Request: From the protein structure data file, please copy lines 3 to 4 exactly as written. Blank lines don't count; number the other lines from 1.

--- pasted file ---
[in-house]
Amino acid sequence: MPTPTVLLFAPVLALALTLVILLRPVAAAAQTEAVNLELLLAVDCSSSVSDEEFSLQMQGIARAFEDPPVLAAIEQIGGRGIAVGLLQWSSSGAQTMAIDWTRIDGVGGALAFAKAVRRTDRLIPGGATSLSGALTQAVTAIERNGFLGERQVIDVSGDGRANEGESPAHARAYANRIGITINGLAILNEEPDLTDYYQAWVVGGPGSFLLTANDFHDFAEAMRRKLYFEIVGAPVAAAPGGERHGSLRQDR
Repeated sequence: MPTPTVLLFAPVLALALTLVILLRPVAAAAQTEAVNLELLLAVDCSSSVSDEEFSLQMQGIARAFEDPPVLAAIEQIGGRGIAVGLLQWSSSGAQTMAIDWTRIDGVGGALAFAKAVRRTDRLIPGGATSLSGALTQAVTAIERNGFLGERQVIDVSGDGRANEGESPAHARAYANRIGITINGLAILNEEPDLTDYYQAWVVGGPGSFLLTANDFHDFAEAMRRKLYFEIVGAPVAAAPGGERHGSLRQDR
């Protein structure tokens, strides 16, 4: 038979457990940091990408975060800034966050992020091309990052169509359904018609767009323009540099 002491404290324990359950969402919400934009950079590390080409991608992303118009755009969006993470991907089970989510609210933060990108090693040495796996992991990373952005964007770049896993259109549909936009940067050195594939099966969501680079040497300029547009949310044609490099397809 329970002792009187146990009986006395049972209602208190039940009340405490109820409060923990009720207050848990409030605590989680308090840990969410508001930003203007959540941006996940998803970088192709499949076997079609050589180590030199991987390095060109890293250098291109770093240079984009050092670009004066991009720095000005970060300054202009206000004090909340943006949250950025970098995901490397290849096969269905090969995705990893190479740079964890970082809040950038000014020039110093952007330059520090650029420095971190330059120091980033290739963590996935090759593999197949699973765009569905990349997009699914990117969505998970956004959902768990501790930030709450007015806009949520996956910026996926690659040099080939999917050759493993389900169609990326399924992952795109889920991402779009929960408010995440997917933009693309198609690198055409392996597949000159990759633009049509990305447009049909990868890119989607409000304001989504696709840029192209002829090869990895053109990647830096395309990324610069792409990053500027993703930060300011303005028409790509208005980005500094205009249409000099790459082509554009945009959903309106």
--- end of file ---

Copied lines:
Repeated sequence: MPTPTVLLFAPVLALALTLVILLRPVAAAAQTEAVNLELLLAVDCSSSVSDEEFSLQMQGIARAFEDPPVLAAIEQIGGRGIAVGLLQWSSSGAQTMAIDWTRIDGVGGALAFAKAVRRTDRLIPGGATSLSGALTQAVTAIERNGFLGERQVIDVSGDGRANEGESPAHARAYANRIGITINGLAILNEEPDLTDYYQAWVVGGPGSFLLTANDFHDFAEAMRRKLYFEIVGAPVAAAPGGERHGSLRQDR
């Protein structure tokens, strides 16, 4: 038979457990940091990408975060800034966050992020091309990052169509359904018609767009323009540099 002491404290324990359950969402919400934009950079590390080409991608992303118009755009969006993470991907089970989510609210933060990108090693040495796996992991990373952005964007770049896993259109549909936009940067050195594939099966969501680079040497300029547009949310044609490099397809 329970002792009187146990009986006395049972209602208190039940009340405490109820409060923990009720207050848990409030605590989680308090840990969410508001930003203007959540941006996940998803970088192709499949076997079609050589180590030199991987390095060109890293250098291109770093240079984009050092670009004066991009720095000005970060300054202009206000004090909340943006949250950025970098995901490397290849096969269905090969995705990893190479740079964890970082809040950038000014020039110093952007330059520090650029420095971190330059120091980033290739963590996935090759593999197949699973765009569905990349997009699914990117969505998970956004959902768990501790930030709450007015806009949520996956910026996926690659040099080939999917050759493993389900169609990326399924992952795109889920991402779009929960408010995440997917933009693309198609690198055409392996597949000159990759633009049509990305447009049909990868890119989607409000304001989504696709840029192209002829090869990895053109990647830096395309990324610069792409990053500027993703930060300011303005028409790509208005980005500094205009249409000099790459082509554009945009959903309106």